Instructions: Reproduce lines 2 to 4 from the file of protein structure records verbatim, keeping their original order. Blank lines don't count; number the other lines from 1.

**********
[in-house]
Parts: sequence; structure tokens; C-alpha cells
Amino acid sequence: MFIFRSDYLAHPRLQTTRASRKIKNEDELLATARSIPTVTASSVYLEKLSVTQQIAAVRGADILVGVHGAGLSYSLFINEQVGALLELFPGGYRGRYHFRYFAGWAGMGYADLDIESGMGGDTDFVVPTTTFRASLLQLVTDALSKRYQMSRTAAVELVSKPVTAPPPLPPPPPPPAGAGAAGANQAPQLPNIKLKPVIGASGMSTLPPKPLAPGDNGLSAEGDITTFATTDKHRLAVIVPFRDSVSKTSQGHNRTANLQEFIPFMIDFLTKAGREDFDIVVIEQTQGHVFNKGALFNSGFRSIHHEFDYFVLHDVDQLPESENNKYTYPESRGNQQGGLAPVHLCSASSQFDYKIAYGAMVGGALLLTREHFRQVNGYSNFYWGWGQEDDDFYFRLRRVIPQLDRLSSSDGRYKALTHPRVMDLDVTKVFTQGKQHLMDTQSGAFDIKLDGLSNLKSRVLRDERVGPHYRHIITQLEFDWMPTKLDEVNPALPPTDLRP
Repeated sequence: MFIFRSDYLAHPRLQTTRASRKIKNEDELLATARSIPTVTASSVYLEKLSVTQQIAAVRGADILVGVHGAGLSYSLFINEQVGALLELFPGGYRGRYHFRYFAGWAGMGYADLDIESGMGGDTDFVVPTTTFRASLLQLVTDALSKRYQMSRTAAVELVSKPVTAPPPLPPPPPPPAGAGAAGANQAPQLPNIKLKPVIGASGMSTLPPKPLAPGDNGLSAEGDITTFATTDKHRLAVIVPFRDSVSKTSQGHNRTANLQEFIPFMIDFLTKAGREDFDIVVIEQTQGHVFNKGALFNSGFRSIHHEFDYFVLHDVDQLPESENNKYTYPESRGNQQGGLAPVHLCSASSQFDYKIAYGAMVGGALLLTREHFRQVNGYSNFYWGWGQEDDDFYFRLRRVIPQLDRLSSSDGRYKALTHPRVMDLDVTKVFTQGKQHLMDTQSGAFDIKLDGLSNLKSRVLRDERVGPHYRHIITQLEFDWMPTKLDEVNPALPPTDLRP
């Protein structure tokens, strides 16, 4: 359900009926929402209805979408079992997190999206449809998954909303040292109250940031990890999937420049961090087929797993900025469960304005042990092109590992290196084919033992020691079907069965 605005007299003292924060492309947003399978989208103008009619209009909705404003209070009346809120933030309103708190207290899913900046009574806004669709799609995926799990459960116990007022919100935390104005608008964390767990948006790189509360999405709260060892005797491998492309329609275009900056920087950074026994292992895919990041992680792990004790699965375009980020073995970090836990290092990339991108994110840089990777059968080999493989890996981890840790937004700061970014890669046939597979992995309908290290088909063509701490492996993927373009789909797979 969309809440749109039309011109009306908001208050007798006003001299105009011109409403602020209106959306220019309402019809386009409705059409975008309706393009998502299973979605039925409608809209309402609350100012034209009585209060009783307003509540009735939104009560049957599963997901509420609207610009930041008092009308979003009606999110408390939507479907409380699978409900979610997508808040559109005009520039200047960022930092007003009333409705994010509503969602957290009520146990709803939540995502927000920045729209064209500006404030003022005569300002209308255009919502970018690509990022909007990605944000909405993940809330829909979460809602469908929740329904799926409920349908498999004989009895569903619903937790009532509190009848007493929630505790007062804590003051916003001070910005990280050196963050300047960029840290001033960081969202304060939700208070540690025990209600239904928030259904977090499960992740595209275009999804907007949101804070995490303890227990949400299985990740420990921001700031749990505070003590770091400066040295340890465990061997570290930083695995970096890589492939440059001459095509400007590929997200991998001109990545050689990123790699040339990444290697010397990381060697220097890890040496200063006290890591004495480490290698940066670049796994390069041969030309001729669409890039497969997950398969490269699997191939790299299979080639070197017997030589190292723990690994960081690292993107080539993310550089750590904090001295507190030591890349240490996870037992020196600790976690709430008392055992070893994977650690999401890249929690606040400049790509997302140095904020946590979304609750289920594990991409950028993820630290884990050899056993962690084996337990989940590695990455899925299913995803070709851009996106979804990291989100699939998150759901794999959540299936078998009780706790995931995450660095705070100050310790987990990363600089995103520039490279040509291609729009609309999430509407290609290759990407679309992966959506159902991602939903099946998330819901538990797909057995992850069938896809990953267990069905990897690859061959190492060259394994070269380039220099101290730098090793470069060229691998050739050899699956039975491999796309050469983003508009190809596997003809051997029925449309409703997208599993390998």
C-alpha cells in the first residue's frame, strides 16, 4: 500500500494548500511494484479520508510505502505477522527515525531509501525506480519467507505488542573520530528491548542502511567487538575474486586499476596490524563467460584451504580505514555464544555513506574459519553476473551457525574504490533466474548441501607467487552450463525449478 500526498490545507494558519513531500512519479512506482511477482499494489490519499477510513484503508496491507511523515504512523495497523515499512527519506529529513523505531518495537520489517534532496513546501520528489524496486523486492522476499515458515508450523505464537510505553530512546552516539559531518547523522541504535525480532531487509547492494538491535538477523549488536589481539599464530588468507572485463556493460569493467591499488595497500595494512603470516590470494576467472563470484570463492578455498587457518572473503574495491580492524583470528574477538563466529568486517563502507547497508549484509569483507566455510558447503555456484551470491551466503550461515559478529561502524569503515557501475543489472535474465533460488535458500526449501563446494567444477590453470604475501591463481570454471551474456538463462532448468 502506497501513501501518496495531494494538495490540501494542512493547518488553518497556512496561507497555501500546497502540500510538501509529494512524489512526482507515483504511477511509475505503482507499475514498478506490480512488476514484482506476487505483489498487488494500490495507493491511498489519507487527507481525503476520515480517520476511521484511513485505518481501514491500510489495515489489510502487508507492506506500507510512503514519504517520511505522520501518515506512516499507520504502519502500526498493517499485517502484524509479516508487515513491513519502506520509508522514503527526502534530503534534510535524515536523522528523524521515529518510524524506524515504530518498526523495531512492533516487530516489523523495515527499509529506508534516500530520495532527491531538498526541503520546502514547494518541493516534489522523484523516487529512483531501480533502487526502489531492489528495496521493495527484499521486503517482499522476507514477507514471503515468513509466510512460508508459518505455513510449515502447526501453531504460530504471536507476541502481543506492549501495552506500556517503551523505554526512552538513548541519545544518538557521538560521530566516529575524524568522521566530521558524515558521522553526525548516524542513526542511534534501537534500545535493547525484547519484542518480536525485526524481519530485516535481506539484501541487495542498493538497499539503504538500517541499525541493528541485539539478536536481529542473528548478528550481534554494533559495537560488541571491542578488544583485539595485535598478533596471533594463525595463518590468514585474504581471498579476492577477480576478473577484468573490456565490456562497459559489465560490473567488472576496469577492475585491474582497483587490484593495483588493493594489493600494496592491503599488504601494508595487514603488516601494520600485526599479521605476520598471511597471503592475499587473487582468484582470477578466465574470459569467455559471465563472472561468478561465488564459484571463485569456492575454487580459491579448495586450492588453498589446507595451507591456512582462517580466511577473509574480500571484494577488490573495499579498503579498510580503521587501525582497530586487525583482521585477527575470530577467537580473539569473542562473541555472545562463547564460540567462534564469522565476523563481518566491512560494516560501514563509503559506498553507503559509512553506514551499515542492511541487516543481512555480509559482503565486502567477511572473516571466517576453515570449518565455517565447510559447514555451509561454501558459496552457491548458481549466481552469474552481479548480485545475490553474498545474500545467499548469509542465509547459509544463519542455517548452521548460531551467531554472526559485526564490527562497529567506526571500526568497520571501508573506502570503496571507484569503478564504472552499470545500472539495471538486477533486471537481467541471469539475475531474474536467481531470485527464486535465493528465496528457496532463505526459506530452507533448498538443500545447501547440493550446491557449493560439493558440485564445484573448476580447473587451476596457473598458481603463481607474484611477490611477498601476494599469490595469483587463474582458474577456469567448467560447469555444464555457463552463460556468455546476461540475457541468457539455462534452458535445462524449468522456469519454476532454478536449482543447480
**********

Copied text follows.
Parts: sequence; structure tokens; C-alpha cells
Amino acid sequence: MFIFRSDYLAHPRLQTTRASRKIKNEDELLATARSIPTVTASSVYLEKLSVTQQIAAVRGADILVGVHGAGLSYSLFINEQVGALLELFPGGYRGRYHFRYFAGWAGMGYADLDIESGMGGDTDFVVPTTTFRASLLQLVTDALSKRYQMSRTAAVELVSKPVTAPPPLPPPPPPPAGAGAAGANQAPQLPNIKLKPVIGASGMSTLPPKPLAPGDNGLSAEGDITTFATTDKHRLAVIVPFRDSVSKTSQGHNRTANLQEFIPFMIDFLTKAGREDFDIVVIEQTQGHVFNKGALFNSGFRSIHHEFDYFVLHDVDQLPESENNKYTYPESRGNQQGGLAPVHLCSASSQFDYKIAYGAMVGGALLLTREHFRQVNGYSNFYWGWGQEDDDFYFRLRRVIPQLDRLSSSDGRYKALTHPRVMDLDVTKVFTQGKQHLMDTQSGAFDIKLDGLSNLKSRVLRDERVGPHYRHIITQLEFDWMPTKLDEVNPALPPTDLRP
Repeated sequence: MFIFRSDYLAHPRLQTTRASRKIKNEDELLATARSIPTVTASSVYLEKLSVTQQIAAVRGADILVGVHGAGLSYSLFINEQVGALLELFPGGYRGRYHFRYFAGWAGMGYADLDIESGMGGDTDFVVPTTTFRASLLQLVTDALSKRYQMSRTAAVELVSKPVTAPPPLPPPPPPPAGAGAAGANQAPQLPNIKLKPVIGASGMSTLPPKPLAPGDNGLSAEGDITTFATTDKHRLAVIVPFRDSVSKTSQGHNRTANLQEFIPFMIDFLTKAGREDFDIVVIEQTQGHVFNKGALFNSGFRSIHHEFDYFVLHDVDQLPESENNKYTYPESRGNQQGGLAPVHLCSASSQFDYKIAYGAMVGGALLLTREHFRQVNGYSNFYWGWGQEDDDFYFRLRRVIPQLDRLSSSDGRYKALTHPRVMDLDVTKVFTQGKQHLMDTQSGAFDIKLDGLSNLKSRVLRDERVGPHYRHIITQLEFDWMPTKLDEVNPALPPTDLRP